(13. - 1128.) Kleptopia by Tom Burgis - We all know money flows swiftly around the world. We all know a significant amount of that flowing money comes from corrupt practices. We all know that most of that money stops flowing when it is laundered into Western world currencies.
What I did not know is how the money flows nor did I know the staggering quantity of corrupt money nor did I know how it is washed clean.
Burgis provides the details of what we all know and what I did not know in a brilliant narrative on world corruption.
Kazakhstan provides the foundation for the story. Its dictator, President Nursultan Kazarbayev, took charge of the nation after the breakup of the USSR. Blessed with oil and other natural resources he has bestowed great wealth upon selected colleagues and family members and himself.
At the heart of the book are “the Trio” - Alexander “Sasha” Machkevitch from Kyrgyzstan, Patokh Chokiev from Uzbekistan and Alijan Ibragimov of Uihghur descent.
Led by the Trio the money gravitates West. Most goes to London though the United States is also favoured. Connections are made in Africa and other nations.
A significant portion of the book covers the travails of Mukhtar Ablyazov. He was a Kazak businessman who owned one of Kazakhstan’s largest banks until he made the decision to oppose Kazarbayev. Within a short time Ablyazov flees to England seeking asylum while the Kazk government pursues him and his wealth.
Burgis shows how cleverly Kazarbayev uses the subservient Kazak legal system to declare a criminal an oligarch who betrays him by trying to threaten his leadership. With willing English lawyers he then leverages the English legal system to grant judgments against the erring oligarch.
In Africa, Rober Mugabe, having bankrupted Zimbabwe uses an investment of $100 million to buy a final election that keeps him in power until he is forced from office in 2017.
Even in countries, such as Canada, where we believe it is difficult to invest corrupt money, the tentacles of Eastern Europe oligarchs reach into the nation. Alex Shnaider has become a billionaire. Burgis outlines how Shnaider's connections to his father-in-law, Boris Birstein, who was deeply connected to the Kremlin and the Ukraine for decades, let him and a partner purchase a Ukrainian steel mill for $70 million, a fraction of its worth. When Shnaider and his partner decided, about 10 years later to sell, they were forced to sell to Russian interests chosen by the Kremlin for $850 million. (From the purchase price $50 million went as a break fee to another buyer, $10 million to the partners and $100 million as “commission” to an unnamed party or parties.) Shnaider shifted enough money to Canada to invest heavily in Canadian real estate including the Trump Tower that used to be in Toronto.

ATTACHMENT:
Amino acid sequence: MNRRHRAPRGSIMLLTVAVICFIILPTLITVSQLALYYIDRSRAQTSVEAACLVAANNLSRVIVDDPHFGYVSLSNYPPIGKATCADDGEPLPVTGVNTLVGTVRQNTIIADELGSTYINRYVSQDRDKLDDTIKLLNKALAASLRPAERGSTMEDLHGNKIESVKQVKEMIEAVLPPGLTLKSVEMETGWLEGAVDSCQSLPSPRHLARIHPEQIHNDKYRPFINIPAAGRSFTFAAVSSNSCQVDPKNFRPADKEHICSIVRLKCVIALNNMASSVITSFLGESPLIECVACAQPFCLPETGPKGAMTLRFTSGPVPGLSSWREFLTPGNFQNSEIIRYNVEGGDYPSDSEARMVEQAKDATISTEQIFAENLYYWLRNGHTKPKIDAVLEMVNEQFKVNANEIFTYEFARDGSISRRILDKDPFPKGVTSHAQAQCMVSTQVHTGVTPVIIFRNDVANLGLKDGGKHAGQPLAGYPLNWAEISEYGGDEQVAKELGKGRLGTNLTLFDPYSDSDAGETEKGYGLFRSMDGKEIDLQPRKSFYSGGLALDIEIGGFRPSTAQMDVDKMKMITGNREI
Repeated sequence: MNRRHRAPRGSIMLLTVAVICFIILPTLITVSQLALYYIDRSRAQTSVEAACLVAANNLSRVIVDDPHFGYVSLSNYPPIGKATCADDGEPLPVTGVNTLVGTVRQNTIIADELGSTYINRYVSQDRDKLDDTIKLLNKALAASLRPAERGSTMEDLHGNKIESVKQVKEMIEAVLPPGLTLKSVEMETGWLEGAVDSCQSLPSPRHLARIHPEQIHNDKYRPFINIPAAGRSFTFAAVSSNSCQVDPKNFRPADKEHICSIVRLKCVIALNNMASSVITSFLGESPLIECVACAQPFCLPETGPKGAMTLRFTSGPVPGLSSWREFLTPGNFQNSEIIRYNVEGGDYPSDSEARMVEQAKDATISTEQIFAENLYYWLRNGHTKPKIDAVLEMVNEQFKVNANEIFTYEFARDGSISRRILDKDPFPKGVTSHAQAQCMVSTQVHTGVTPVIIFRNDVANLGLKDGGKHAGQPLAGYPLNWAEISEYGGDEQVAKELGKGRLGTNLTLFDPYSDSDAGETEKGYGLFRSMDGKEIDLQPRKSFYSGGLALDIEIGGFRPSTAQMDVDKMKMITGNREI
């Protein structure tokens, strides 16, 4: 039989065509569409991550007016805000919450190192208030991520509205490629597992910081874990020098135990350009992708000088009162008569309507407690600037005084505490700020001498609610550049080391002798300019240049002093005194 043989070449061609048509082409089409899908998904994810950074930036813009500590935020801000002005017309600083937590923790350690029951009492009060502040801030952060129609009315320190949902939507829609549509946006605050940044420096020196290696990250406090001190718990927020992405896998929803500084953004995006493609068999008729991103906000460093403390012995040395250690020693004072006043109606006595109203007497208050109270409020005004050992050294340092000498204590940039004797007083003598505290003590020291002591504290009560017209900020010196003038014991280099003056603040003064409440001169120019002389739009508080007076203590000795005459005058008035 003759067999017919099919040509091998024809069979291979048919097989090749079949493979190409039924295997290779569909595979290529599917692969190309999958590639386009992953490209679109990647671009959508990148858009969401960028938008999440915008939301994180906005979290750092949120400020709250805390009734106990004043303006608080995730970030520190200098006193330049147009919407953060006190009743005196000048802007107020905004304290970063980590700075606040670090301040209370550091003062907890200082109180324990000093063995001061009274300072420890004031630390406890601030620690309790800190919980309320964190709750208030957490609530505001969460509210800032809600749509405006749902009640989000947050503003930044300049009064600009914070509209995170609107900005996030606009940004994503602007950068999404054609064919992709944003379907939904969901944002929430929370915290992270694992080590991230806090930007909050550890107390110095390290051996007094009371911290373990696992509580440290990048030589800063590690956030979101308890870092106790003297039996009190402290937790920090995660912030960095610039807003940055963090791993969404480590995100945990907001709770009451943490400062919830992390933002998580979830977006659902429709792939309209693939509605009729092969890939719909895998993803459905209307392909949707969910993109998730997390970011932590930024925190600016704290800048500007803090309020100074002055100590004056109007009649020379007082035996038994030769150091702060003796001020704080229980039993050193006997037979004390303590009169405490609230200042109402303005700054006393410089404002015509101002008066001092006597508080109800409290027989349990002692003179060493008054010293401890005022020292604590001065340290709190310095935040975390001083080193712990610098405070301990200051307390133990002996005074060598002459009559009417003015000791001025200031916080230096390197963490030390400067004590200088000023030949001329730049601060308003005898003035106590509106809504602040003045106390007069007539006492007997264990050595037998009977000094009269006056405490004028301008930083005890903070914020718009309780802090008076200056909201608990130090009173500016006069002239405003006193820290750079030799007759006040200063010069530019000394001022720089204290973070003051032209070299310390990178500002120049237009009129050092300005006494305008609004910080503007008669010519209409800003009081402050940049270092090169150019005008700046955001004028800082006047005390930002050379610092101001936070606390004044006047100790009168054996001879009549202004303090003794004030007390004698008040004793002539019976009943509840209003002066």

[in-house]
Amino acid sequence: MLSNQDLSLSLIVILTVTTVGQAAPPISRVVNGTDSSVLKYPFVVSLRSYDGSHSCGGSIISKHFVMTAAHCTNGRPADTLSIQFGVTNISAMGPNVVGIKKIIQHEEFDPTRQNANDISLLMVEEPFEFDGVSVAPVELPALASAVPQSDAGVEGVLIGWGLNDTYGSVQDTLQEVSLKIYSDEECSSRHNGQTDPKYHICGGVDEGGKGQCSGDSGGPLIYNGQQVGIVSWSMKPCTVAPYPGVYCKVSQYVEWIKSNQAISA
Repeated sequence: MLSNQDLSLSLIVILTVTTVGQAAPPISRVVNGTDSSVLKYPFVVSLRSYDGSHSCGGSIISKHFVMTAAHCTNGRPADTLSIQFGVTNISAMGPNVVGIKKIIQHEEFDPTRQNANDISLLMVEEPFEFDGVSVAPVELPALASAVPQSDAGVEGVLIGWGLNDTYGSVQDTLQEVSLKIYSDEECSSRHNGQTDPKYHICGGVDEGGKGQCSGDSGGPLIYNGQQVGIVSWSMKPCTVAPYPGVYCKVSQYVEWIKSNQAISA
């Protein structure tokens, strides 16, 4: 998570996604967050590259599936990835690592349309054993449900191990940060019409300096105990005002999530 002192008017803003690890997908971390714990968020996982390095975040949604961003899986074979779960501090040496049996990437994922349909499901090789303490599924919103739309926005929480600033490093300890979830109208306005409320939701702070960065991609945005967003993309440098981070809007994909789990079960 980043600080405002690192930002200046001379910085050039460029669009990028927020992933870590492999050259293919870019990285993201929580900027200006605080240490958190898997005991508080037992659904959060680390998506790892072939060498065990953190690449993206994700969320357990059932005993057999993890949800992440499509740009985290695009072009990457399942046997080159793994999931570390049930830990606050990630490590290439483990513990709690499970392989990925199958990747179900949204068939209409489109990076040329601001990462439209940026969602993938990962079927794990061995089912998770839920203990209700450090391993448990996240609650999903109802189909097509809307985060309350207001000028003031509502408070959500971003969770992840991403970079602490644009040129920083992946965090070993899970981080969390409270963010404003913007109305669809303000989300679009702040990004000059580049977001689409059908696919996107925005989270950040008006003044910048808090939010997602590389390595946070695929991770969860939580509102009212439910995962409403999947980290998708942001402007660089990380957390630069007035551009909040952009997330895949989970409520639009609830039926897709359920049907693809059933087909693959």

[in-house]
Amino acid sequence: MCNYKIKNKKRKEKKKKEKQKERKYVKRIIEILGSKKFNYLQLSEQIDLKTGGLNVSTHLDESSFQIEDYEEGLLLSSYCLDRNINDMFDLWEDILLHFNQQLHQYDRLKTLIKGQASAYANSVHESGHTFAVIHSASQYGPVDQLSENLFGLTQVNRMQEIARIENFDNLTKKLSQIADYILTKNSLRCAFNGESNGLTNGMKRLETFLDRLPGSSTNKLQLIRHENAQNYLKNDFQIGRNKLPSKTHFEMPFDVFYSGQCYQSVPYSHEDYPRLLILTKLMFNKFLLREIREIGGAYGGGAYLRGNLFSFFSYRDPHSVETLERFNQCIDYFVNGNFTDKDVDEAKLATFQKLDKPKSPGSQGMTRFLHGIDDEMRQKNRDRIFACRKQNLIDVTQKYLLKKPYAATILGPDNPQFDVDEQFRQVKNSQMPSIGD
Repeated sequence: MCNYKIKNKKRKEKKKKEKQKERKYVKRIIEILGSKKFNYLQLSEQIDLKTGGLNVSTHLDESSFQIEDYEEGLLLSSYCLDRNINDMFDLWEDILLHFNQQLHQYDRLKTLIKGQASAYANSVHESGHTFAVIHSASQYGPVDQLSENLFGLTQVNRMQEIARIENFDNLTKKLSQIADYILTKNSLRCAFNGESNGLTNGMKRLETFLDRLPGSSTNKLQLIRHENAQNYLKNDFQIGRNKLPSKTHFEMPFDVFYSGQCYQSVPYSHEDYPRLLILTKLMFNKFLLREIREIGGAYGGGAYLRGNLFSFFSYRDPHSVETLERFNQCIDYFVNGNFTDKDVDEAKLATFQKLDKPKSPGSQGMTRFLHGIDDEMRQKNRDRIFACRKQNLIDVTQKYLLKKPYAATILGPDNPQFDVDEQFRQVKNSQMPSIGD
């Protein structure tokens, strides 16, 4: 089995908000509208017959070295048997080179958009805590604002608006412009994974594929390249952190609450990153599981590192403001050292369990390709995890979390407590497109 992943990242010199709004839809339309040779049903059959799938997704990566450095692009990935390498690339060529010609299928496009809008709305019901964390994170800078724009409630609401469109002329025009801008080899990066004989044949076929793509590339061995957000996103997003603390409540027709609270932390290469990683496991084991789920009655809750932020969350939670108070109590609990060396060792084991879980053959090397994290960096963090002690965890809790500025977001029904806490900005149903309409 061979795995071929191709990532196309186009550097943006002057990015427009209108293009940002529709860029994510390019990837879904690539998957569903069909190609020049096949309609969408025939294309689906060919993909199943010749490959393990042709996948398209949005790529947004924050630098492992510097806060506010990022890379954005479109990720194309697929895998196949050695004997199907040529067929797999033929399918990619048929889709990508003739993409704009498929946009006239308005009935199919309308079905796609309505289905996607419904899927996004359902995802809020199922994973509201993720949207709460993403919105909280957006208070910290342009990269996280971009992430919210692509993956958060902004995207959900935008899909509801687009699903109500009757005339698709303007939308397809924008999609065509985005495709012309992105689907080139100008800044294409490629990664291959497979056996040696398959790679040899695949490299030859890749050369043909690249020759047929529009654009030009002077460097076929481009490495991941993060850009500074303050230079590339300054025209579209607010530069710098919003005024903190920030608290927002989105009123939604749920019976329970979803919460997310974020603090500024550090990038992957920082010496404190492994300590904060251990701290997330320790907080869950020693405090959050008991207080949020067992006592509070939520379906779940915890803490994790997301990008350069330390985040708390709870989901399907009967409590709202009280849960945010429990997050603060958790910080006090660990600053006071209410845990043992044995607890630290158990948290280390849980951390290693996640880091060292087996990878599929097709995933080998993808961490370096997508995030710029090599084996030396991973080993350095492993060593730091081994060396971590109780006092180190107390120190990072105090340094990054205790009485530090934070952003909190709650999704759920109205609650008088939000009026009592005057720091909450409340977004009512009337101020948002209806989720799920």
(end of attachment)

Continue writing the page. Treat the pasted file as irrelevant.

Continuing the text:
What I did not see was mention of Canadian banks.
Swiss banks, despite agreements with the U.S. and other countries to prevent tax fraud, remain very active in the movement of international money.
I was surprised by how eager Conservtive and Labour politicians in England were to embrace the Trio and their “comrades”.
I learned the perils of modern black money. Between Western governments constantly investigating and rapacious unreliable colleagues there is constant personal danger. Best to spend the loot.
While the aging oligarchs are transferring money to family members it is not clear whether the connections of the fathers will be beneficial to the next generation.
Sometimes, journalists try to tell a long story by strung together self-contained articles. Burgis avoids that approach. He is a skilled and convincing storyteller. I am confident numerous oligarchs slept less comfortably after Kletopia’s publication. My next position will be about an oligarchial reaction to the book.